Volkswagen Touareg TDI
Base and as-tested price $53,575
A repeat winner, after taking home the gold last year as well. And again, I nailed this one. That diesel engine is a marvel; powerful, with a linear power delivery and bursting with torque.
Not to mention reasonable fuel economy and a full-time all-wheel-drive system that, if required, will take this ute as far into the great unknown as you’re willing to go. I also like the eight-speed transmission, which is about as seamless and smooth as these things get.
What sells me on the Touareg is the fact that it does everything well; as well as being a formidable off-road contender, it’s a pleasure to drive and can haul groceries with the best of them. It has an upscale ambience about it and will tow up to 3,500 kilograms.
And, with an 85-litre fuel tank, it has a comparatively expansive driving range. It might cost you a few more bucks when it’s fill-up time, but you won’t have to do it as often as some of its rivals in this category.
Our Comfortline tester also had all kinds of comfort and convenience features, including Sirius satellite radio, a navi system, four power outlets, tire pressure monitoring system and heated seats. That said, this was the most expensive model in this category and more than $15,000 pricier than the base BMW X1, for example. Still, I look for the Touareg to be a serious contender for overall Canadian Utility Vehicle of The Year when the results are announced in February.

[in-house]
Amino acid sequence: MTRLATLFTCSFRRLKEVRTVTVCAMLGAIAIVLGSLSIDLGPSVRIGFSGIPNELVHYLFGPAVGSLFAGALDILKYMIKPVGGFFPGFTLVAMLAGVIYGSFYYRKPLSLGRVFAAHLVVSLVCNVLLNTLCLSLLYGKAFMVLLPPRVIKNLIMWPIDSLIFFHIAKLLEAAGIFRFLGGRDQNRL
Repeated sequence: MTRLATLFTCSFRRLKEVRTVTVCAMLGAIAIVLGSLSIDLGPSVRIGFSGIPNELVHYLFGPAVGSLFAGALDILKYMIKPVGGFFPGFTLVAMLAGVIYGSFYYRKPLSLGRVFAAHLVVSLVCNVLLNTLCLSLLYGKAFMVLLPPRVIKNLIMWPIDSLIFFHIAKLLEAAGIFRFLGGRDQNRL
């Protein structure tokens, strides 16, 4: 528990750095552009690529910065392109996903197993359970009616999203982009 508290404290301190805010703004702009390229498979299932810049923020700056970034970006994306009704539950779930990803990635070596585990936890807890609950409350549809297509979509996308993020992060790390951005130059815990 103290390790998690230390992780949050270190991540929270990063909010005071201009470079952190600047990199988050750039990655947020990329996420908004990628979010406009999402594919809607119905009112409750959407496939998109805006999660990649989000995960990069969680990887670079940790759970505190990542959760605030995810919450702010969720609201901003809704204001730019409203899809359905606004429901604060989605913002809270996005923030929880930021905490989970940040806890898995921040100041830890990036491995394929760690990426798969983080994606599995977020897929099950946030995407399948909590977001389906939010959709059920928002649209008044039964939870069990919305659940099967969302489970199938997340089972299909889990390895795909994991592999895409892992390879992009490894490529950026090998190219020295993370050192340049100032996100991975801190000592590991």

Range Rover Evoque
Base price: $46,995; as-tested price: $52,595
Stylistically, this was the most interesting model in this group, with surprisingly agile performance and above-average off-road ability. It was my pick as the runner-up, but only in four-door form. One thing: the Evoque has a rotary dial where the shift lever normally is, which could be off-putting to some consumers.
Base price $38,500; as-tested price: $42,440
The X1 had the lowest price tag and best fuel economy in this group and, as a sport sedan, makes a decent sport-ute. Yes, it has AWD, but this one is not meant for off-road duty. I also found the four-cylinder engine to be a trifle unrefined and low on power.
Base price $37,995; as-tested price: $52,945
Expensive to buy and expensive to operate, the Durango had the worst fuel economy in this group. The 5.7-litre Hemi V-8 may give it all kinds of performance and towing capacity, but the Durango sucks gas like it’s going out of style.
Base price $44,199; as-tested price: $52,229
Big, comfortable, roomy, and thirsty. As far as luxury sport-utes go, this is as good as most of its competitors, with one big caveat: interior switchgear and controls. Memo to Ford: Sync and MyTouch don’t work and are this vehicle’s undoing. Ford should rethink these two.